The forthright Mary is thus sent on her way, and she soon finds things very different to working in the fields each day. She also eventually comes to be taught reading and writing by the vicar, but at a price. As we follow Mary's tale of what that price is and the subsequent actions we are held spellbound. I was at first put off a bit by the writing in this book, as if Mary had only just learnt to read and write then there should be a lot of mistakes in the text, but there isn't, but I think that is probably purposely done, so that it is easier to read and you can get on with the story that bit better. Mary's story is powerful, and it is such a thing that could so easily happen, and with slightly different circumstances does still happen today. This book may only be relatively small, and easily read in an afternoon, but Mary and her story will stay with you for a long time afterwards.
0CommentWas this review helpful to you?YesNoSending feedback...
Thank you for your feedback.
Sorry, we failed to record your vote. Please try again
Report abuse
VINE VOICEon 9 December 2012
Format: HardcoverVine Customer Review of Free Product( What's this? )
Mary is 14 years old at the start of this story, one that she is writing herself and that she promises is true. She lives with her parents, three sisters and grandfather on a farm; her life consists of constant hard work, putting up with an ill-tempered and mean father and the trials and hardships of rural life in 1830. Mary, however, has no self-pity, she does not complain, she sees things for what they are and is happy with her life. That is until her father arranges for her to go and live at the local vicarage to help look after the vicar's wife, who is ill.

At first it seems Mary has fallen on her feet. She is now living a life far more luxurious than before, her work is not so arduous, and the vicar's wife seems to love her like a daughter. But unfortunately, things soon start to go very badly wrong.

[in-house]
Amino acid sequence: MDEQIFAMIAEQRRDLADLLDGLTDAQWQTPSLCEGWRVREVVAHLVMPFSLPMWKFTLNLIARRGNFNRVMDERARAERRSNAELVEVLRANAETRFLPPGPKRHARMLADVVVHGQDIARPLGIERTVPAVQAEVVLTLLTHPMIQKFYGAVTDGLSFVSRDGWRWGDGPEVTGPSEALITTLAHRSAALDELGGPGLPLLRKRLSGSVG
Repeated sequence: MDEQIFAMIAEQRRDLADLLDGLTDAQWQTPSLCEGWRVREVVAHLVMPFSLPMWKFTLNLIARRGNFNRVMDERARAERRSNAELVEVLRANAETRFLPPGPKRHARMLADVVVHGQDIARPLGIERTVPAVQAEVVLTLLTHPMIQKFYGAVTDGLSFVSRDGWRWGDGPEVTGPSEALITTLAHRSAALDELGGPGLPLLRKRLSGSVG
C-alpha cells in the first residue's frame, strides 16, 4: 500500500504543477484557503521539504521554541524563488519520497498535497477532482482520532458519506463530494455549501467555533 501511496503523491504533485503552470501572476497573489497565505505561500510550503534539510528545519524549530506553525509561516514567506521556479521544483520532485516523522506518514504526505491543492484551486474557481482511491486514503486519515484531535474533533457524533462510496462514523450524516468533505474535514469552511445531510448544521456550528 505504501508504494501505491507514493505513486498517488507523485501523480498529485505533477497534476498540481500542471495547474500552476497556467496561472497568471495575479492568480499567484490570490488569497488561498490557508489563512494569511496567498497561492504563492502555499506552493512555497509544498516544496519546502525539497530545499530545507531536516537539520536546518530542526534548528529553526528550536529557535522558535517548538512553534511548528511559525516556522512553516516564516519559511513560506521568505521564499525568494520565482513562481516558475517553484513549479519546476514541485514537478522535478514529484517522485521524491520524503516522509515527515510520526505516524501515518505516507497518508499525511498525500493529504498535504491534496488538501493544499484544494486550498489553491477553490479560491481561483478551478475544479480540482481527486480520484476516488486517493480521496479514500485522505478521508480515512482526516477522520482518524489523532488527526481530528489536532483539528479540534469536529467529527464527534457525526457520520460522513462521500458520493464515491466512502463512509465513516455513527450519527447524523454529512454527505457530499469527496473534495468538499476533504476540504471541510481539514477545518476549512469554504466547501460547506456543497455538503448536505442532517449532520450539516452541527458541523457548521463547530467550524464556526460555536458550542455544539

There's so much I loved about this book I don't know where to start. Mary's writing, without punctuation or capital letters, is easy to read, her voice is so fresh and alive that every word is a joy. Her personality shines through, and there are several joyously funny sections, especially when she first moves to the vicarage and has to get used to the airs and graces of the family.

The descriptions of the countryside and the farm are also beautiful, so simple and unpretentious but so descriptive that you feel the sunlight in the air and smell the hay.

And the story is so compelling, also simple, but incredibly affecting, especially as the reader begins to see where events are leading.

It's a small, short book, but perfectly formed. Can't recommend enough. Beautiful.
0CommentWas this review helpful to you?YesNoSending feedback...
Thank you for your feedback.
Sorry, we failed to record your vote. Please try again
Report abuse
     
 
Customers who viewed this item also viewed
Tell the Wolves I'm Home
Tell the Wolves I'm Home by Carol Rifka Brunt (Paperback - 14 Feb. 2013)
£7.89

Memoirs of a Dipper
Memoirs of a Dipper by Nell Leyshon (Hardcover - 4 Jun. 2015)
£13.99

Black Dirt
Black Dirt by Nell Leyshon (Hardcover - 21 May 2004)
 
     

Send us feedback

How can we make Amazon Customer Reviews better for you?
Let us know here.